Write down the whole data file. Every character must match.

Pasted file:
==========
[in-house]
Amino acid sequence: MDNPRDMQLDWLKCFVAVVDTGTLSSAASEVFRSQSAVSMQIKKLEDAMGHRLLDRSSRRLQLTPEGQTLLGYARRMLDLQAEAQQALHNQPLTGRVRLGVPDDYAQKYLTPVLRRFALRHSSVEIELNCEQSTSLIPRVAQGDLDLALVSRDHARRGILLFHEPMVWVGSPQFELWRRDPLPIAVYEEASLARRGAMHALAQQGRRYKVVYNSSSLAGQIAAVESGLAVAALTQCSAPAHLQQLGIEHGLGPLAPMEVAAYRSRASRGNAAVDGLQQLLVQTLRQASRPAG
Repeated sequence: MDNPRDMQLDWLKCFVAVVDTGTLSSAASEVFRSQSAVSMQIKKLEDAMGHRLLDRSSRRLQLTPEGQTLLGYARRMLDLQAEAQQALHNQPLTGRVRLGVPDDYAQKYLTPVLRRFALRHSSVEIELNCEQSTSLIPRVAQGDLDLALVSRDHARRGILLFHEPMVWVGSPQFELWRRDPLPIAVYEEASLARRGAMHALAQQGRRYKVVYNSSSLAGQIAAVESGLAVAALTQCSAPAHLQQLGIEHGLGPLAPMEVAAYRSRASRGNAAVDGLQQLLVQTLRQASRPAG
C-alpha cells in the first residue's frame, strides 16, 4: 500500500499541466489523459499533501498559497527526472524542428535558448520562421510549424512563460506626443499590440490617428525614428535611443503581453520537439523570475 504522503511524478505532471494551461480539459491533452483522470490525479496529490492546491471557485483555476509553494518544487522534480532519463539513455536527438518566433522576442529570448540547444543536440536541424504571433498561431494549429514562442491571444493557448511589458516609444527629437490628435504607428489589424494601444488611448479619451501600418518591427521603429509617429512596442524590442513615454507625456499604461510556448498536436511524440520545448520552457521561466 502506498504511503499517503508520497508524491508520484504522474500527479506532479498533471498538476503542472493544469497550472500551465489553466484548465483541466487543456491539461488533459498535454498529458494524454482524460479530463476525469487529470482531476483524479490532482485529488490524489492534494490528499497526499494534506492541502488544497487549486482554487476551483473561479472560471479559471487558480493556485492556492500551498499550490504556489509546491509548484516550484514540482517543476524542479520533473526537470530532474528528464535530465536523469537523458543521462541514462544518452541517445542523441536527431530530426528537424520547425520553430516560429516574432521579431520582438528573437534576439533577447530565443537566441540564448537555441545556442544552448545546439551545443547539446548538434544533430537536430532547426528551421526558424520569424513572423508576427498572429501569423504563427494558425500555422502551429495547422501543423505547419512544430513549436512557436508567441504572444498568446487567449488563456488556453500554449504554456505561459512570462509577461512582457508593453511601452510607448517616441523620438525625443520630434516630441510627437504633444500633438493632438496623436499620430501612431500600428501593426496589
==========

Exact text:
[in-house]
Amino acid sequence: MDNPRDMQLDWLKCFVAVVDTGTLSSAASEVFRSQSAVSMQIKKLEDAMGHRLLDRSSRRLQLTPEGQTLLGYARRMLDLQAEAQQALHNQPLTGRVRLGVPDDYAQKYLTPVLRRFALRHSSVEIELNCEQSTSLIPRVAQGDLDLALVSRDHARRGILLFHEPMVWVGSPQFELWRRDPLPIAVYEEASLARRGAMHALAQQGRRYKVVYNSSSLAGQIAAVESGLAVAALTQCSAPAHLQQLGIEHGLGPLAPMEVAAYRSRASRGNAAVDGLQQLLVQTLRQASRPAG
Repeated sequence: MDNPRDMQLDWLKCFVAVVDTGTLSSAASEVFRSQSAVSMQIKKLEDAMGHRLLDRSSRRLQLTPEGQTLLGYARRMLDLQAEAQQALHNQPLTGRVRLGVPDDYAQKYLTPVLRRFALRHSSVEIELNCEQSTSLIPRVAQGDLDLALVSRDHARRGILLFHEPMVWVGSPQFELWRRDPLPIAVYEEASLARRGAMHALAQQGRRYKVVYNSSSLAGQIAAVESGLAVAALTQCSAPAHLQQLGIEHGLGPLAPMEVAAYRSRASRGNAAVDGLQQLLVQTLRQASRPAG
C-alpha cells in the first residue's frame, strides 16, 4: 500500500499541466489523459499533501498559497527526472524542428535558448520562421510549424512563460506626443499590440490617428525614428535611443503581453520537439523570475 504522503511524478505532471494551461480539459491533452483522470490525479496529490492546491471557485483555476509553494518544487522534480532519463539513455536527438518566433522576442529570448540547444543536440536541424504571433498561431494549429514562442491571444493557448511589458516609444527629437490628435504607428489589424494601444488611448479619451501600418518591427521603429509617429512596442524590442513615454507625456499604461510556448498536436511524440520545448520552457521561466 502506498504511503499517503508520497508524491508520484504522474500527479506532479498533471498538476503542472493544469497550472500551465489553466484548465483541466487543456491539461488533459498535454498529458494524454482524460479530463476525469487529470482531476483524479490532482485529488490524489492534494490528499497526499494534506492541502488544497487549486482554487476551483473561479472560471479559471487558480493556485492556492500551498499550490504556489509546491509548484516550484514540482517543476524542479520533473526537470530532474528528464535530465536523469537523458543521462541514462544518452541517445542523441536527431530530426528537424520547425520553430516560429516574432521579431520582438528573437534576439533577447530565443537566441540564448537555441545556442544552448545546439551545443547539446548538434544533430537536430532547426528551421526558424520569424513572423508576427498572429501569423504563427494558425500555422502551429495547422501543423505547419512544430513549436512557436508567441504572444498568446487567449488563456488556453500554449504554456505561459512570462509577461512582457508593453511601452510607448517616441523620438525625443520630434516630441510627437504633444500633438493632438496623436499620430501612431500600428501593426496589